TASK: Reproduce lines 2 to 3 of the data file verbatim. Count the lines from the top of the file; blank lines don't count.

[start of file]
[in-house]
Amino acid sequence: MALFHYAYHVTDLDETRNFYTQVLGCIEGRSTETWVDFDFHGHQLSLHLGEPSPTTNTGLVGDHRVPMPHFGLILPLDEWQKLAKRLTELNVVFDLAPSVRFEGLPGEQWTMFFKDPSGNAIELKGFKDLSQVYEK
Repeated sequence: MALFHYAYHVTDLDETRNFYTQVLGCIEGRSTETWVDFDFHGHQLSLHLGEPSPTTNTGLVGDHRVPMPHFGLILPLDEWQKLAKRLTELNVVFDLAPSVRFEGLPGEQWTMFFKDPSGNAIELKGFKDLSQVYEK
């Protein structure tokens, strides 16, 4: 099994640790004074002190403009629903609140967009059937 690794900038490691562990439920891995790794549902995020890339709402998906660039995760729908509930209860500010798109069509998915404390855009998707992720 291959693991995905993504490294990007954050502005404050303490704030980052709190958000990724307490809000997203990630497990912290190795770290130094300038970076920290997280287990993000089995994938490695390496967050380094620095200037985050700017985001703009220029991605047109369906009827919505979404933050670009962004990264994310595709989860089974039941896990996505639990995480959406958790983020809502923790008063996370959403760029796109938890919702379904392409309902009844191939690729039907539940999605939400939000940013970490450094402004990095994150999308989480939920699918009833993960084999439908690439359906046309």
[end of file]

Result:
Amino acid sequence: MALFHYAYHVTDLDETRNFYTQVLGCIEGRSTETWVDFDFHGHQLSLHLGEPSPTTNTGLVGDHRVPMPHFGLILPLDEWQKLAKRLTELNVVFDLAPSVRFEGLPGEQWTMFFKDPSGNAIELKGFKDLSQVYEK
Repeated sequence: MALFHYAYHVTDLDETRNFYTQVLGCIEGRSTETWVDFDFHGHQLSLHLGEPSPTTNTGLVGDHRVPMPHFGLILPLDEWQKLAKRLTELNVVFDLAPSVRFEGLPGEQWTMFFKDPSGNAIELKGFKDLSQVYEK